Your cystic fibrosis care team includes a group of CF health care professionals who partner with you to provide specialized, comprehensive CF care.
Many people living with cystic fibrosis and their families face complicated issues related to getting the care they need. Cystic Fibrosis Foundation Compass makes sure that no one has to do it alone.
CF Foundation Compass is a service that helps people with CF and their families with navigating insurance options, connecting to legal information and experts, finding available financial resources, and tackling other life issues.
CF care team members are paramount in providing highly specialized care to people living with CF. CF Foundation Compass can help by serving as a strategic ally for care teams, so team members can focus on their patients’ care.
CF Foundation Compass can help you navigate insurance, financial, legal, and other issues you are facing. Use this online form to start your conversation with a Compass case manager today.
The Cystic Fibrosis Foundation is the world’s leader in the search for a cure for CF and supports a broad range of research initiatives to tackle the disease from all angles.
The CF Foundation offers a number of resources for learning about clinical trials and treatments that are being developed to improve the treatment of cystic fibrosis.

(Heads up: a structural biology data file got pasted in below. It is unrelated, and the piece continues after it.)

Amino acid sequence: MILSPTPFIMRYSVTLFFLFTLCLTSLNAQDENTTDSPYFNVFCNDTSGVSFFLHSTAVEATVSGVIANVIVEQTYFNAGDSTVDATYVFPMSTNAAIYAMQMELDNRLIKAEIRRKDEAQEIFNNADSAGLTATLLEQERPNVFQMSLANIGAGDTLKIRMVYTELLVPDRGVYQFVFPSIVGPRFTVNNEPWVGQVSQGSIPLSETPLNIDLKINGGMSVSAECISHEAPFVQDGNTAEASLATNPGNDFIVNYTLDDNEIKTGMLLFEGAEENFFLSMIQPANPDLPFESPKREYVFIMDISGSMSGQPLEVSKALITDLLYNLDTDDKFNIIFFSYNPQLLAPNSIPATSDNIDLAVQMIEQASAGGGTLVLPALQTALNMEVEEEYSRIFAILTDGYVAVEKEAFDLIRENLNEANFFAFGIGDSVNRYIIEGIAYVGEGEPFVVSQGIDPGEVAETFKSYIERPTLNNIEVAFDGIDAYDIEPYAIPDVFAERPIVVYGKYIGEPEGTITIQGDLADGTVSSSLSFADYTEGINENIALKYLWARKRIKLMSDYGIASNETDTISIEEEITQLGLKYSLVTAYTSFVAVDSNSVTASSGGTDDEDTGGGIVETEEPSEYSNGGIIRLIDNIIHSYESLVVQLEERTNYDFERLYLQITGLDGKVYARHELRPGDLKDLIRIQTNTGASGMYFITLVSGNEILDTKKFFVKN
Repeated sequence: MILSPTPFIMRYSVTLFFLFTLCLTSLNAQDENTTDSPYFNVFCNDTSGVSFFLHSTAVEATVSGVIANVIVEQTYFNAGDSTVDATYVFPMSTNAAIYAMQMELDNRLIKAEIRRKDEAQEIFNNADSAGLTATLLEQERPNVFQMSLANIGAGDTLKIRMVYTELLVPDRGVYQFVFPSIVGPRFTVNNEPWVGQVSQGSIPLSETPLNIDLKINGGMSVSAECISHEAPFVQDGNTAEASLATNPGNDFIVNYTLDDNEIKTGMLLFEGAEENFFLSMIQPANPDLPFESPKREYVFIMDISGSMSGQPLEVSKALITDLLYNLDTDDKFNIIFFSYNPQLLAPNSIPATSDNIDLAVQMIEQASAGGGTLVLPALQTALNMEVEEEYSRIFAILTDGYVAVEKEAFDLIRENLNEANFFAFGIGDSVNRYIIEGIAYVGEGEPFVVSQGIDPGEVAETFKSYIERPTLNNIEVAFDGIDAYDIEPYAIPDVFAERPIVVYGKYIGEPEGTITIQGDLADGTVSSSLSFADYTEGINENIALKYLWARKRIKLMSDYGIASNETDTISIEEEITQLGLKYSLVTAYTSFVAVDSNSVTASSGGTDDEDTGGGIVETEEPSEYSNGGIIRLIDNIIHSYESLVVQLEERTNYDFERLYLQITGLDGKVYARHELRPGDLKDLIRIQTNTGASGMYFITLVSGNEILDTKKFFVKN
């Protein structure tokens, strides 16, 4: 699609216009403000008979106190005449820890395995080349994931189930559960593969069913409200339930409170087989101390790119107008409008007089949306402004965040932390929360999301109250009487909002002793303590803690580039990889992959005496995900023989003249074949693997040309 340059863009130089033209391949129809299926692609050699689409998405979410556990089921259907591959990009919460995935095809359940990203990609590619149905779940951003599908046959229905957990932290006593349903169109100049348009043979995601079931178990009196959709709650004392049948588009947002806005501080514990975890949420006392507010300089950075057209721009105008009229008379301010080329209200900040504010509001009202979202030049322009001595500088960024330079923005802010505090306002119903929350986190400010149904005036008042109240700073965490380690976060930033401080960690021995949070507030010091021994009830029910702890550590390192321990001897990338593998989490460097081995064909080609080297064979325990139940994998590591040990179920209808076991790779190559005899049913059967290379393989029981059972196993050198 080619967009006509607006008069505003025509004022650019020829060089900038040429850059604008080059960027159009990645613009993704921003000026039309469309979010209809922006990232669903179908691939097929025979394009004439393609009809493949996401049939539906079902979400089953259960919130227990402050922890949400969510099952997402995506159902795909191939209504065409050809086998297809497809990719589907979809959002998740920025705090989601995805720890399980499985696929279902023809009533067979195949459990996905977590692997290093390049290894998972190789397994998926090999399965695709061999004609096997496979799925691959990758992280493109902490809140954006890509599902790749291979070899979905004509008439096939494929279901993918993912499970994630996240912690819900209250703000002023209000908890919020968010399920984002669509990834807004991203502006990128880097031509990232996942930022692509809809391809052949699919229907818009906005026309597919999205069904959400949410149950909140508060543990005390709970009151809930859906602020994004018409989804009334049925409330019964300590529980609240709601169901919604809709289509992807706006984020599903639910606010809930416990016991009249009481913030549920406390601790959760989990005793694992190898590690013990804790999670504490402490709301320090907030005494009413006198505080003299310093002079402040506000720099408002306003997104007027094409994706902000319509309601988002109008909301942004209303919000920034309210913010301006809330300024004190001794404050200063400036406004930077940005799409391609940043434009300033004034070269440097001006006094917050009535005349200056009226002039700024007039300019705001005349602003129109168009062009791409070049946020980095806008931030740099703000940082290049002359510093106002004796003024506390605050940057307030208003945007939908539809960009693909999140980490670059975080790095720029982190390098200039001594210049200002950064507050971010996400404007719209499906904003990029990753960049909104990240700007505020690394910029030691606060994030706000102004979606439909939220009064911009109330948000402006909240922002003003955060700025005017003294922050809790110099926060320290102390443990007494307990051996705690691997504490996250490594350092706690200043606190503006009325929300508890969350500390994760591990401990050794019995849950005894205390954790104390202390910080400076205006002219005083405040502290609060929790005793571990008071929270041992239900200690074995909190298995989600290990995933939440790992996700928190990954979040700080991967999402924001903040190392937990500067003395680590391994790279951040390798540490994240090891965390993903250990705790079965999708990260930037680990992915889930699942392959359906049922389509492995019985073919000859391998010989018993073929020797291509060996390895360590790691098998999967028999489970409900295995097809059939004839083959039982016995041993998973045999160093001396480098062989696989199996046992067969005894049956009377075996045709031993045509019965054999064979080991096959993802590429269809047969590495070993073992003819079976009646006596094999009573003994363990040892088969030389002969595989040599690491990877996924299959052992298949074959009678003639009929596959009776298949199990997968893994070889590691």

Our understanding of CF continues to evolve as scientists study what causes the disease and how it affects the body. These insights drive the development of new and better treatments and bring us one step closer to a cure.
Researchers, supported by the CF Foundation, have made tremendous advances to improve the health and quality of life of people with CF. We are committed to providing the tools and resources you need to continuously build upon this work.
We depend on antibiotics to help us control and get rid of dangerous infections. But, in addition to the near-miraculous power to heal, many antibiotics come with serious side effects, too.
January 30, 2018
Meet Our CFF org Homepage Heroes The Weyandt Family
Life Planning When You or Someone You Love Has CF
“Hello. My name is Brad Dell, and I'm a gambler.” If this were a Gamblers Anonymous meeting, it could be filled with most of the cystic fibrosis community.
In the case of the CF community, we don't pursue the gambling; it pursues us. It's high-stakes risks: livers, kidneys, appetites, hearing, emotional stability, our lives. Instead of poker chips, we stack intravenous (IV) antibiotic bags on a pole. Instead
of throwing the dice, we toss powdered tablets into our mouths.